As a man who is smarter than me said…, ‘When you don’t know what to buy for cropping – take the Sigma 18-35mm F1.8 DC HSM Art. For example, along with the Blackmagic Pocket Cinema Camera 4K, I received a lot of stuff, including a Viltrox speedbuster that does NOT work properly. And along with it, the Sigma 18-35mm F1.8, which works very well on it.
And since I still have a Panasonic Lumix G7 camera, where the speedbooster works like a clock, I decided to find out if this long-necked handsome man is worthy of attention. Worthy it is! And then updates were brought for Viltrox, which is why the handsome man now works for the video.
Also, I express my gratitude to the DreamTech.ua store for their support in creating this material
For starters, the news. This lens is not new. It’s not new at all, it’s from 2013. And then it cost 1000 euros. Now it is somewhere around 800 dollars. By the time of release, by the way, the lens received the EXC!TE award and became the model of the year according to the Digital Photography Review.
And what I want to tell you is that he received the award not for the honest eyes. It was the first, absolutely the first zoom optics with F/1.8 aperture, which was a significant record, and even now it looks very good.
Of course, you can remember Zhongyi Mitakon, where F is generally closer to one, but those were different times, and these are very, very different lenses. Actually, it’s not a problem to make aperture on a fix. It’s hard on the zoom. Especially wide angle.
The delivery set is good – a box with a good protective case, plus a hood in the kit. The cover is not too dense, but it is finished with polyethylene foam on top and bottom, so it can still protect against shocks.
In addition – and I have a Canon EF model – the lens easily fits in the case… with the Viltrox speedbooster installed. Yes, and with a hood installed! It also zips up with no problem.
Regarding the sizes. To a person who never dealt with lenses, or only dealt with primes like the Lumix 25mm F/1.7, the Sigma 18-35mm F1.8 DC HSM Art will look like half a Javelin, since the thing is big and heavy. 121 mm long, 78 mm in diameter and 810 g of sweet optical mass. Inside are 17 glasses in 12 groups, including 5 low dispersion SLD and 4 aspherical lenses. The minimum focal length is 28 cm, there is no moisture protection.
Autofocus is ultrasonic ring type, two control wheels. They are quite tight, for focusing there is a distance scale window, an autofocus switch. There are no straps for the follow focus, but I got the optics with them right away. Lucky.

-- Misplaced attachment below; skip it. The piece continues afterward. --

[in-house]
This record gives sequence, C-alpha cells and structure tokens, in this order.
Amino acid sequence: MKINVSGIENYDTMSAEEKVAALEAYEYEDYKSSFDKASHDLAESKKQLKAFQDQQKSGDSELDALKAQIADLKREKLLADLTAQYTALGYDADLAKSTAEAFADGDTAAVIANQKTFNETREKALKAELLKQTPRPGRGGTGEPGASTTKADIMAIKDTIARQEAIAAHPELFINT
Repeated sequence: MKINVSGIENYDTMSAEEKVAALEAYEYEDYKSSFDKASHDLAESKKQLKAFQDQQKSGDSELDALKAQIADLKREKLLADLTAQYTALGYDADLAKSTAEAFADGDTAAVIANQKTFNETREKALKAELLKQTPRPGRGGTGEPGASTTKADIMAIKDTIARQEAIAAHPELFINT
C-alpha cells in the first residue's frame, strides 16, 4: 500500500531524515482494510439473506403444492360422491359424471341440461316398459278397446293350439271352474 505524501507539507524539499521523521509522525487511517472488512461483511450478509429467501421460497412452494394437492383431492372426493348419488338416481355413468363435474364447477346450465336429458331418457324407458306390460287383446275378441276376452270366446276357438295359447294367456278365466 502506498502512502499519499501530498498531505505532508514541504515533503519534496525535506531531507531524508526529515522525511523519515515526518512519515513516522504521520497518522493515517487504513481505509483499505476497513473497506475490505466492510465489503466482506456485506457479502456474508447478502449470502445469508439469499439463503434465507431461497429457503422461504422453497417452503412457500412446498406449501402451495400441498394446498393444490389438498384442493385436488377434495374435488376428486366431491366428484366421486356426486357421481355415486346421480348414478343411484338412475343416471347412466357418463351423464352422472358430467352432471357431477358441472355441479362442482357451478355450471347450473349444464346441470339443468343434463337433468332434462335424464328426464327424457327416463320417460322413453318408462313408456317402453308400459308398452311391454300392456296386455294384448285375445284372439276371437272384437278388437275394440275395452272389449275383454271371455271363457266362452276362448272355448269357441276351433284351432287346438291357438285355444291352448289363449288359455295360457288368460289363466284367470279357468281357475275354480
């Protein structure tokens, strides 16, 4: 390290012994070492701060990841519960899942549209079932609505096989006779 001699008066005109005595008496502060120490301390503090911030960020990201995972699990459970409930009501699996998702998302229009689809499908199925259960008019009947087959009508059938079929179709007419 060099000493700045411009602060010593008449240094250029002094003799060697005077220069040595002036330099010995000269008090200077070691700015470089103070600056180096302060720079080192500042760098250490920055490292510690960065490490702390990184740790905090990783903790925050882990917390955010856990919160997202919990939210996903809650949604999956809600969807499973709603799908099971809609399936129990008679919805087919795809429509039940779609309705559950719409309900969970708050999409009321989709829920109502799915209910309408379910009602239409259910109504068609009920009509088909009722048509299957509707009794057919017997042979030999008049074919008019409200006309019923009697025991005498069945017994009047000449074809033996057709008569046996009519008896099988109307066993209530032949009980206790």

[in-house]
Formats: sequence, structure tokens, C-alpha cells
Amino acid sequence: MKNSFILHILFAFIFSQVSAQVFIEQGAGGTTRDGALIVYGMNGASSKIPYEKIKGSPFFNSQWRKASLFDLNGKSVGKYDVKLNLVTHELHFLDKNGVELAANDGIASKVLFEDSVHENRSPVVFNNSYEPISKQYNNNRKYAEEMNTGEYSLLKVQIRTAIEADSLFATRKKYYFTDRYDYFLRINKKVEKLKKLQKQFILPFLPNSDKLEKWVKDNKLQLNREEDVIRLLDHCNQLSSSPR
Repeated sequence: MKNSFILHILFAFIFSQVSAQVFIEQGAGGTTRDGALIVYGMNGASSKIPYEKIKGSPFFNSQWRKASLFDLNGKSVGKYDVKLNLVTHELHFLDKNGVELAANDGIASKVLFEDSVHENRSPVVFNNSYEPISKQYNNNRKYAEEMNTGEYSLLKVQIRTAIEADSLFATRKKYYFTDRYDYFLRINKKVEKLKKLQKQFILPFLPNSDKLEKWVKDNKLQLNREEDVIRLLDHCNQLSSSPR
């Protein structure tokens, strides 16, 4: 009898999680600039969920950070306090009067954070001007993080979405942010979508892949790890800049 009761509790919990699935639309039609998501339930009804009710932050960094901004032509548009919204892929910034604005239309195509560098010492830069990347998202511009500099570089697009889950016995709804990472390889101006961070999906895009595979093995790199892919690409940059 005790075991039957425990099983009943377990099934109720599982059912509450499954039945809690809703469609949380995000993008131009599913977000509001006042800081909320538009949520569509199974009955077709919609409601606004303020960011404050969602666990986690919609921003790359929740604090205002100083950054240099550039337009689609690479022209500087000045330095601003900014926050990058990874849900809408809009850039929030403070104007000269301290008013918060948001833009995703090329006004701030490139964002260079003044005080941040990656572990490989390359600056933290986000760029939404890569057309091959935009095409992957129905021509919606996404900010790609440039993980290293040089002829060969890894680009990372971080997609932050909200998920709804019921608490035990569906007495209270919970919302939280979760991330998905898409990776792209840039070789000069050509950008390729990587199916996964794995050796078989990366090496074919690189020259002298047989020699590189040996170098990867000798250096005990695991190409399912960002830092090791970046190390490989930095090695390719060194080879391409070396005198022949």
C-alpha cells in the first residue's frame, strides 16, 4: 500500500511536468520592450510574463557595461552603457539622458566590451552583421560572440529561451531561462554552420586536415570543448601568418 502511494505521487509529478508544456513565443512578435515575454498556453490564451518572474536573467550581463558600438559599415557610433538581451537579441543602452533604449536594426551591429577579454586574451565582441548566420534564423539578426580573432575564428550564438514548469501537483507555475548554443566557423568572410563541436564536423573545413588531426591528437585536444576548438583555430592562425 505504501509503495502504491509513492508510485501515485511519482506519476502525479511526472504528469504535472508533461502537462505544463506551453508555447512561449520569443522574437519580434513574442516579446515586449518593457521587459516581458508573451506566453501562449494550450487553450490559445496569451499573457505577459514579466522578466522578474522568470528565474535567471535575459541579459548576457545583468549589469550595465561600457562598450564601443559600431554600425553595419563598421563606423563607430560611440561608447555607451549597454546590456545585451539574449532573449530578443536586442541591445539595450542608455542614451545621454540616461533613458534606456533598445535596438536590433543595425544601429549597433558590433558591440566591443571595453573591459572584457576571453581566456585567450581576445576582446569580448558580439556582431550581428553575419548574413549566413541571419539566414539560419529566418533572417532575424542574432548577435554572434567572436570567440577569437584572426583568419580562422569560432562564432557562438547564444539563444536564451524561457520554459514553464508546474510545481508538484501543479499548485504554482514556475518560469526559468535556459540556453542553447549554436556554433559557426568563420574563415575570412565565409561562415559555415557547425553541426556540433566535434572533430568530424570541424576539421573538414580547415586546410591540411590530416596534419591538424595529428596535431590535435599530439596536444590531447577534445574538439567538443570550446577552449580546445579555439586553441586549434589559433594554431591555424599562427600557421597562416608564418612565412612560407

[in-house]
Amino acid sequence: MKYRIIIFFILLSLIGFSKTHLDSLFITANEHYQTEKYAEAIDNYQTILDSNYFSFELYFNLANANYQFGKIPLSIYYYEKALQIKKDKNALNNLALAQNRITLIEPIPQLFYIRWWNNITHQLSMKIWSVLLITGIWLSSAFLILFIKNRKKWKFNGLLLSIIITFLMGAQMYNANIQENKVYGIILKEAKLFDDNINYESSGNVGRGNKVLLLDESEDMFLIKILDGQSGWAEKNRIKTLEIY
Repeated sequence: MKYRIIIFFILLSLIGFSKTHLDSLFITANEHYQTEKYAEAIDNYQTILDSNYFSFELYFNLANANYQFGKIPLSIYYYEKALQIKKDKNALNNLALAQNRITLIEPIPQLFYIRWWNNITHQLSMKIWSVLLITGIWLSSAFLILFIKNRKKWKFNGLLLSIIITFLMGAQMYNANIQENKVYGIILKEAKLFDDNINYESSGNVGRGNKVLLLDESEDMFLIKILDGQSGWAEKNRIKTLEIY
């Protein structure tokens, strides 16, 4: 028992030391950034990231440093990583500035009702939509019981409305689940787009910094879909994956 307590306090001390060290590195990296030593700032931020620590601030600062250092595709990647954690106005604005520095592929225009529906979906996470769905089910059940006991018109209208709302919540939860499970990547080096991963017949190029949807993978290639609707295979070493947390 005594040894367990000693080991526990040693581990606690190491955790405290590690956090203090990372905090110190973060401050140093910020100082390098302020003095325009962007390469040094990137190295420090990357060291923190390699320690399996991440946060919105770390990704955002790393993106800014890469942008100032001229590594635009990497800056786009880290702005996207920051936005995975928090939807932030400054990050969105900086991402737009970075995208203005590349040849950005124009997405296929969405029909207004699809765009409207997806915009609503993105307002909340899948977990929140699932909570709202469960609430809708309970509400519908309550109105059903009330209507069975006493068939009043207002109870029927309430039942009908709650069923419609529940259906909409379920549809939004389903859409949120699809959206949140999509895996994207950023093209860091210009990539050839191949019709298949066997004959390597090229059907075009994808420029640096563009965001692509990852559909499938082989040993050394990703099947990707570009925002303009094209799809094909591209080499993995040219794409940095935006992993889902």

The control rings, as I said, are tight and I don’t really like it, although for a photo it’s what you need. The front ring is for focus, the back ring is for focal length. Scrolling is stepless and infinite, but with hard stops at the edges.
Sigma 18-35mm F1.8 DC HSM Art was produced for sensors up to APS-C and DX on Canon EF-S, Nikon F, or DX, Pentax KAF, Sigma SA and Sony/Minolta Alpha DT mounts. That is to say, a lot of mounts. And thanks to the speedbooster, the lens could also be mounted on the MFT. You can check which lens mounts different cameras use by running a quick camera comparison.
Yes, this means that I cannot fully review the optics, because I introduce an additional factor in the form of Viltrox glass between the sensor and the lens. About which I, perhaps, will tell sometime later.
However, I have enough experience with Sigma to tell. Due to a speedbooster glitch, I almost never used the lens on Blackmagic, only recently I started, because autofocus does not work, and focus pooling through a smartphone with it. And it really matters to me. However, for a photo it’s just a very good thing. And as a person who is accustomed to soft and not tight focus rings, and on Lumix there is only one smooth ring – it was not convenient for me.
In addition, there is no stabilization at all, so it is difficult to shoot in the absence of light… it would be if it were not for the 1.8 hole. Which thanks to the speedbooster becomes 1.2 in general. And a 1.2 hole is not a toy, it is already ultra-fast optics. Again, this is something incredible for a zoom.
Shooting during the day is also good, focus breathing is relatively weak, glass elements are excellent and sharp, distortion is minimal, vignetting is minimal. It’s nice that, despite the magnification of the lens, the glass shifts inside, and not outside, when the focal length changes, so, let’s say, the balance will not go astray when using optics on the stabilizer.
But I won’t call these optics parafocal, although the situation here is unusual. When you change the focal length from shorter to longer, the focus remains almost completely the same.
That is, set 18 mm, focus, change the distance to 35 mm, and the focus remains almost unchanged. On the contrary, going from 35 to 18 mm sets the focus to zero. Keep this in mind.
In addition, the weakest point is the minimum aperture, which is not F/22, as usual, but F/16. And this is without a speedbooster, because with it it’s down to F/11. Sorry.
Therefore, in the light of day without an ND filter, at least 16 is not possible. And given the thread diameter of 72 mm, any filter can cost a pretty penny. Although, for example, Marumi ND8X costs $20. Which is very democratic.
Unfortunately, for obvious reasons, I am not allowed to walk around and photograph everything I see in nature – however, I think that you will understand the quality of the picture from the photos that I took at home.
This lens is considered the gold standard for Canon EF-S for a reason, and is most often recommended for boosters on MFT cameras.
If stabilization isn’t critical and you won’t be shooting in places too bright without an ND filter, I would definitely recommend the Sigma 18-35mm F1.8 DC HSM Art. Especially since this zoom can enter the so-called holy trinity of optics. However, this is a completely different story.